Sunday, June 01, 2014

Top IIM-A professor opposes plea to privatize govt banks, meant to bring them off right to information purview

TT Mohan Ram
By Our Representative
Close on the heels of a high-level Reserve Bank of India (RBI) committee wanting the public sector banks (PSBs) to be removed from under the purview of the Right to Information (RTI) Act by privatizing them, a top professor of the Indian Institute of Management-Ahmedabad (IIM-A) TT Mohan Ram has opposed the view that the state should distance itself from banking boards in order to privatize banks, which would bring them out of the RTI. According to Prof Ram, the “solution” found by the RBI committee, headed by PJ Nayak, ex-CEO Axis Bank, is, the government should “let its stakes in PSBs fall below 50 per cent” by allowing “government shareholding” to be “transferred to a Bank Investment Company (BIC)”, which is unacceptable.
“If boards in the private sector are such paragons of virtue, the committee must tell us why some of the biggest banks in the U.S. and the U.K., whose boards were packed with glittering names from the corporate world, collapsed in the financial crisis of 2007”, wonders the IIM-A professor. Pushing for privatization in order to drop the banking sector from the right to information (RTI) purview (click HERE to read), the committee had said, the banks must “level the playing field for public sector banks in relation to their private sector competitors” by reducing government “holding in banks to less than 50 per cent.”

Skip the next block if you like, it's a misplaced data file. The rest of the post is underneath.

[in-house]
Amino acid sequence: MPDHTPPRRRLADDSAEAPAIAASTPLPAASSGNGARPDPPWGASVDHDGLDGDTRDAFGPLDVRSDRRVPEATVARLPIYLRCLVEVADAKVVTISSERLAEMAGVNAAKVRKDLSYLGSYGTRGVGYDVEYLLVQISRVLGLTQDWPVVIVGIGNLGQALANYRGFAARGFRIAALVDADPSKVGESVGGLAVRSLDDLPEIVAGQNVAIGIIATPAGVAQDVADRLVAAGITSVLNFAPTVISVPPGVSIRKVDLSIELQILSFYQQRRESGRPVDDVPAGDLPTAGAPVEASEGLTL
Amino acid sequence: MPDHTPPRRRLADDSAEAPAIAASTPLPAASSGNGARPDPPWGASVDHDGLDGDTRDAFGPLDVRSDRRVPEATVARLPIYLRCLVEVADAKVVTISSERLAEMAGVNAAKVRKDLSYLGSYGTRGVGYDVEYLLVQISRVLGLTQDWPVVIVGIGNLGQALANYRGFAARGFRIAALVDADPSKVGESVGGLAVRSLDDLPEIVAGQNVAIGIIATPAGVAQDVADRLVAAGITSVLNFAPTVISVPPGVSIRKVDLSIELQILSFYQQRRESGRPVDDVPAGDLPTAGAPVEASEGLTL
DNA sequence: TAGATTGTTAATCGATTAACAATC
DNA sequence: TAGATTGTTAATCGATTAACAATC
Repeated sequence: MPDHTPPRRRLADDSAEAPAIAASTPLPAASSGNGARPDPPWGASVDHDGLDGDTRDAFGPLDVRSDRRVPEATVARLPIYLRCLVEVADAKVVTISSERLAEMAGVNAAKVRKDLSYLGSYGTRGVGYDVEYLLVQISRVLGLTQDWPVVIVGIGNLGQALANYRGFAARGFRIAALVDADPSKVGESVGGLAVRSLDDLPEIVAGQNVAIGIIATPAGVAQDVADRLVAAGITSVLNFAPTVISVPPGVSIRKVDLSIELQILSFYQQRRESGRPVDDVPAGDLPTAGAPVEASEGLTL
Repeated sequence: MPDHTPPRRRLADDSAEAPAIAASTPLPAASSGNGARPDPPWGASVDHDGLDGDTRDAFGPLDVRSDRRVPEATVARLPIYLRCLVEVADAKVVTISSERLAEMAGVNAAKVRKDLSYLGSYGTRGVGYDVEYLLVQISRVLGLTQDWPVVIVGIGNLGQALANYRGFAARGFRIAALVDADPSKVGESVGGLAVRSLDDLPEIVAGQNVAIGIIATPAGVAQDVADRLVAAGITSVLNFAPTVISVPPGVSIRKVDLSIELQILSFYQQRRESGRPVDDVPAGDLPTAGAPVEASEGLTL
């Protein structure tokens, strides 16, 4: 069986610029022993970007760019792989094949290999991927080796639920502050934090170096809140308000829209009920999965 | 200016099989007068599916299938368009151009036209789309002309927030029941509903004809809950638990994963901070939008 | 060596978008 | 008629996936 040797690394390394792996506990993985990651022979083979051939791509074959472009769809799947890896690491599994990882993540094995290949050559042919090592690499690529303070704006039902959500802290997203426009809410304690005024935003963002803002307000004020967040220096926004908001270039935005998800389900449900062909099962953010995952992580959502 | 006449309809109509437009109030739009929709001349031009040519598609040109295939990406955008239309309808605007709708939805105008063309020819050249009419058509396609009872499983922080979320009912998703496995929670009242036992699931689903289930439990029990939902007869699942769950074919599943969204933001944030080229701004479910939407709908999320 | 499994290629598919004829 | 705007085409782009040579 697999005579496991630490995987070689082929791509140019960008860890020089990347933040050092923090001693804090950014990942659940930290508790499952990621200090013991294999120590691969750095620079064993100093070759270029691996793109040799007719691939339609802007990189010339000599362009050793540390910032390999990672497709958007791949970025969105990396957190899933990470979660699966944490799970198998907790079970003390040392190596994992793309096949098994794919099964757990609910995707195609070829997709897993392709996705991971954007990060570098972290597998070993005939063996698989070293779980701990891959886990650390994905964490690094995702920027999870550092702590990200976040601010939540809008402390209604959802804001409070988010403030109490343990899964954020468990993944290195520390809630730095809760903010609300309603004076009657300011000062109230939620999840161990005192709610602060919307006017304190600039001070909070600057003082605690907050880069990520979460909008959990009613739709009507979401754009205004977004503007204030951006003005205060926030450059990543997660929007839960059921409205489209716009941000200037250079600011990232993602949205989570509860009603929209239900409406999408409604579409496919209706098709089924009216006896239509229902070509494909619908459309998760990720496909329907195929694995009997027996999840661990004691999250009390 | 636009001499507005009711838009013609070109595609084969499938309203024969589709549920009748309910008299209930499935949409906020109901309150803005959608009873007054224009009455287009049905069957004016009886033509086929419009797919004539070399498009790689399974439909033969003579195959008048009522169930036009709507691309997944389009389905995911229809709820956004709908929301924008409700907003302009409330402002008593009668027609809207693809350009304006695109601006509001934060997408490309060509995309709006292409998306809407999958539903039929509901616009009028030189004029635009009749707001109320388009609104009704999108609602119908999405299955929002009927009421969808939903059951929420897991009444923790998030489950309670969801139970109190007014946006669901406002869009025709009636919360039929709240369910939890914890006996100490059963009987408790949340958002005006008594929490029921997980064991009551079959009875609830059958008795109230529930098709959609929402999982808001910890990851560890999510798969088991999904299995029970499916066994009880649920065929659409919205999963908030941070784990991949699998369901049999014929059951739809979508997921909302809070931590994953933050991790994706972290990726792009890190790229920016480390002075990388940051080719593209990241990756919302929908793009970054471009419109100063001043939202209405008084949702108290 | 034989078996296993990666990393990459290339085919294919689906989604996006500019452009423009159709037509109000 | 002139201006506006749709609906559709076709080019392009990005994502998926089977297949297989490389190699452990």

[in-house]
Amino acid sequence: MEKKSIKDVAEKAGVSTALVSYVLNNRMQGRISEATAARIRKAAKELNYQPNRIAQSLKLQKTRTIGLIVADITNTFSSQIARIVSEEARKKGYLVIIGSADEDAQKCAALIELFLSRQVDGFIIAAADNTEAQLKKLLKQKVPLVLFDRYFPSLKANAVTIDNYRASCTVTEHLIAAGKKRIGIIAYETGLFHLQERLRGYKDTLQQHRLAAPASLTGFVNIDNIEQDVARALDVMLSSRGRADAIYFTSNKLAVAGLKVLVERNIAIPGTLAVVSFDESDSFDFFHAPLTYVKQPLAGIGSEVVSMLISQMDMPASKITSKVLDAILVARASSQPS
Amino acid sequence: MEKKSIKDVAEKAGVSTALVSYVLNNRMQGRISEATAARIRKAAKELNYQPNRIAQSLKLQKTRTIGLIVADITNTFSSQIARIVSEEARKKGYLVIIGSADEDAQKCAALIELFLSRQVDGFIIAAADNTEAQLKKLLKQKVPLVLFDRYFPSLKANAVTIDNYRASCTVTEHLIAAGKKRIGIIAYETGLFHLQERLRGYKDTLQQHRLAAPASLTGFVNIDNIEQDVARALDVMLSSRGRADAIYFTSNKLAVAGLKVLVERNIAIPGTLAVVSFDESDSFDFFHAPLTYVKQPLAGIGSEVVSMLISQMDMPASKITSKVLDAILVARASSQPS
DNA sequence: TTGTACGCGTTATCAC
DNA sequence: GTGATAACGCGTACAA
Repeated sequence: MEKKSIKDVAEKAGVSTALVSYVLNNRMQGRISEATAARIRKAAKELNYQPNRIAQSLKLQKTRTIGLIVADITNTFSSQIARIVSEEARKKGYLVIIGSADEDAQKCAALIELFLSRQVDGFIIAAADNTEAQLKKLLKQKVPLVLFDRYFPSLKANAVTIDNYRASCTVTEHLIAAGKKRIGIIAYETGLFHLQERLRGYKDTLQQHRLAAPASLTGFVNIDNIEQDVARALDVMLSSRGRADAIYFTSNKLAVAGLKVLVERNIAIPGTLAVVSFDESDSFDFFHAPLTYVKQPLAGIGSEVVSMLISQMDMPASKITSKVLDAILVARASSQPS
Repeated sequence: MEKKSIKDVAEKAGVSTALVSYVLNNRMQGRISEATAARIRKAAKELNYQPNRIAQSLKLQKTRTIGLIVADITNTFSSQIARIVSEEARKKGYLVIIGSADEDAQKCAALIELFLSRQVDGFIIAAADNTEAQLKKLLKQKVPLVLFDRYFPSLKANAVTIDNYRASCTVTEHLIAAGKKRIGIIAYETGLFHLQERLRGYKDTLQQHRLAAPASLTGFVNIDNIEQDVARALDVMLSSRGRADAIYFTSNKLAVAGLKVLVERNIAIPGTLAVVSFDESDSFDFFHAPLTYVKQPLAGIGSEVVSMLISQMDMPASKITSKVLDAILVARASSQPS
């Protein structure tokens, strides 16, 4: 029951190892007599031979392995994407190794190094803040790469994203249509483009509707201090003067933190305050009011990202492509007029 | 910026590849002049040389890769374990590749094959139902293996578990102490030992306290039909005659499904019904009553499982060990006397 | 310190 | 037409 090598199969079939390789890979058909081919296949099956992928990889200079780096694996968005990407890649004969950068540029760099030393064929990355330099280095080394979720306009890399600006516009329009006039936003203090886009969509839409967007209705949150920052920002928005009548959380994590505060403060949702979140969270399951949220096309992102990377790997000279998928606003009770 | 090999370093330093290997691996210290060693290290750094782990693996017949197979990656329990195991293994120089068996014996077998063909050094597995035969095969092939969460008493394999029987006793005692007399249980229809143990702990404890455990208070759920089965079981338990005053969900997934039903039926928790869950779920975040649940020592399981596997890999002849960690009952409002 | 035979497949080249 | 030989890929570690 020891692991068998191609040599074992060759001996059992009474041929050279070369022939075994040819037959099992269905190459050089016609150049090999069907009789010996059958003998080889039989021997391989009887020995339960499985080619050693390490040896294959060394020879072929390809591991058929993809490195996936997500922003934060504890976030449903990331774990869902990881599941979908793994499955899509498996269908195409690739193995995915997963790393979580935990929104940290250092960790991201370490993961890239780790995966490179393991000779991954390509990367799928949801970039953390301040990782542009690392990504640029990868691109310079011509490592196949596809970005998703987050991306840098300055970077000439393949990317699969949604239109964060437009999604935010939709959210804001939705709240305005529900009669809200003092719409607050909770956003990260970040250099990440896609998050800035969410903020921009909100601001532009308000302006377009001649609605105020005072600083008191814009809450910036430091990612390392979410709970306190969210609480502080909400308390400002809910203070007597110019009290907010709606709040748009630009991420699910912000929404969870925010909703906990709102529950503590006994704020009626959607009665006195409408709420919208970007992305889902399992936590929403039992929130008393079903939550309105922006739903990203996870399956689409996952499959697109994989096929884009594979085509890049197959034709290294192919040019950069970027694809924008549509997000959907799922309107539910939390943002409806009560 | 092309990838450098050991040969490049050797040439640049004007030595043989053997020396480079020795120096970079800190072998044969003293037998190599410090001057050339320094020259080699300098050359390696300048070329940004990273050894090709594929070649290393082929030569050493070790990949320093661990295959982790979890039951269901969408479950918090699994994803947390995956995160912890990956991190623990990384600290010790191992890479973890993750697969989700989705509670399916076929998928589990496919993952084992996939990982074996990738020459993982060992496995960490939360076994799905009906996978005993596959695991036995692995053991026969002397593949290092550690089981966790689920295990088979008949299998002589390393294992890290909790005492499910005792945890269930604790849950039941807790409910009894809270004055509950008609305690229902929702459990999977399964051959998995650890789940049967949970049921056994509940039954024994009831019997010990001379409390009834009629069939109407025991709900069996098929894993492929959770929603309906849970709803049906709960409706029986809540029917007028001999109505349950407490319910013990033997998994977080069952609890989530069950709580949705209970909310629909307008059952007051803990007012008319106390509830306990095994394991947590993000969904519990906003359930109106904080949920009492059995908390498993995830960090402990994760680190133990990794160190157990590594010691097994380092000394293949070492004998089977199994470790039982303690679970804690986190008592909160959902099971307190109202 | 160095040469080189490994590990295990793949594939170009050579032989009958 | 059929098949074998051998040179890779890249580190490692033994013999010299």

Prof Ram says, the committee wants that “the Bank Nationalisation Act and other related Acts must be repealed and PSBs brought under the scope of the Companies Act. The BIC would appoint members of boards of PSBs as well as their CEOs and executive directors.” And what would happen as a result? “It would let its stakes in PSBs fall below 50 per cent so that banks are freed from limits on remuneration, the right to information Act and the jurisdiction of the central vigilance commissioner.”